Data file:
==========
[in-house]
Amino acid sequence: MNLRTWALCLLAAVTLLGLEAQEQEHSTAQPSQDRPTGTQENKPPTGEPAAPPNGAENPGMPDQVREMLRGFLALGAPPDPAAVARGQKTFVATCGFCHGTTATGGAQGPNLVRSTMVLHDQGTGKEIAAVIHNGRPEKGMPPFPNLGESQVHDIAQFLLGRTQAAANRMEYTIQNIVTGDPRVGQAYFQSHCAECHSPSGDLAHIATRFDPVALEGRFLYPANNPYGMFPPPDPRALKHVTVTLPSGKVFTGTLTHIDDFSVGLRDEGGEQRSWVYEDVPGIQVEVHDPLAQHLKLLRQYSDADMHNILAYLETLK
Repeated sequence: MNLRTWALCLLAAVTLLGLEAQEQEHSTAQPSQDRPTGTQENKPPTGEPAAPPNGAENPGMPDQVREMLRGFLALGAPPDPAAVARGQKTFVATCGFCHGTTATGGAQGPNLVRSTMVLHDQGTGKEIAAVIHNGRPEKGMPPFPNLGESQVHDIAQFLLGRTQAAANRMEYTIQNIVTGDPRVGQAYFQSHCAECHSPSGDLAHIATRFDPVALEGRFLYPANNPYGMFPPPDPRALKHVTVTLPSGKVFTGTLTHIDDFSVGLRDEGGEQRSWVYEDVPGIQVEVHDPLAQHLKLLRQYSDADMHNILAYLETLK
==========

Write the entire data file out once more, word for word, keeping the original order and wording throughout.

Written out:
[in-house]
Amino acid sequence: MNLRTWALCLLAAVTLLGLEAQEQEHSTAQPSQDRPTGTQENKPPTGEPAAPPNGAENPGMPDQVREMLRGFLALGAPPDPAAVARGQKTFVATCGFCHGTTATGGAQGPNLVRSTMVLHDQGTGKEIAAVIHNGRPEKGMPPFPNLGESQVHDIAQFLLGRTQAAANRMEYTIQNIVTGDPRVGQAYFQSHCAECHSPSGDLAHIATRFDPVALEGRFLYPANNPYGMFPPPDPRALKHVTVTLPSGKVFTGTLTHIDDFSVGLRDEGGEQRSWVYEDVPGIQVEVHDPLAQHLKLLRQYSDADMHNILAYLETLK
Repeated sequence: MNLRTWALCLLAAVTLLGLEAQEQEHSTAQPSQDRPTGTQENKPPTGEPAAPPNGAENPGMPDQVREMLRGFLALGAPPDPAAVARGQKTFVATCGFCHGTTATGGAQGPNLVRSTMVLHDQGTGKEIAAVIHNGRPEKGMPPFPNLGESQVHDIAQFLLGRTQAAANRMEYTIQNIVTGDPRVGQAYFQSHCAECHSPSGDLAHIATRFDPVALEGRFLYPANNPYGMFPPPDPRALKHVTVTLPSGKVFTGTLTHIDDFSVGLRDEGGEQRSWVYEDVPGIQVEVHDPLAQHLKLLRQYSDADMHNILAYLETLK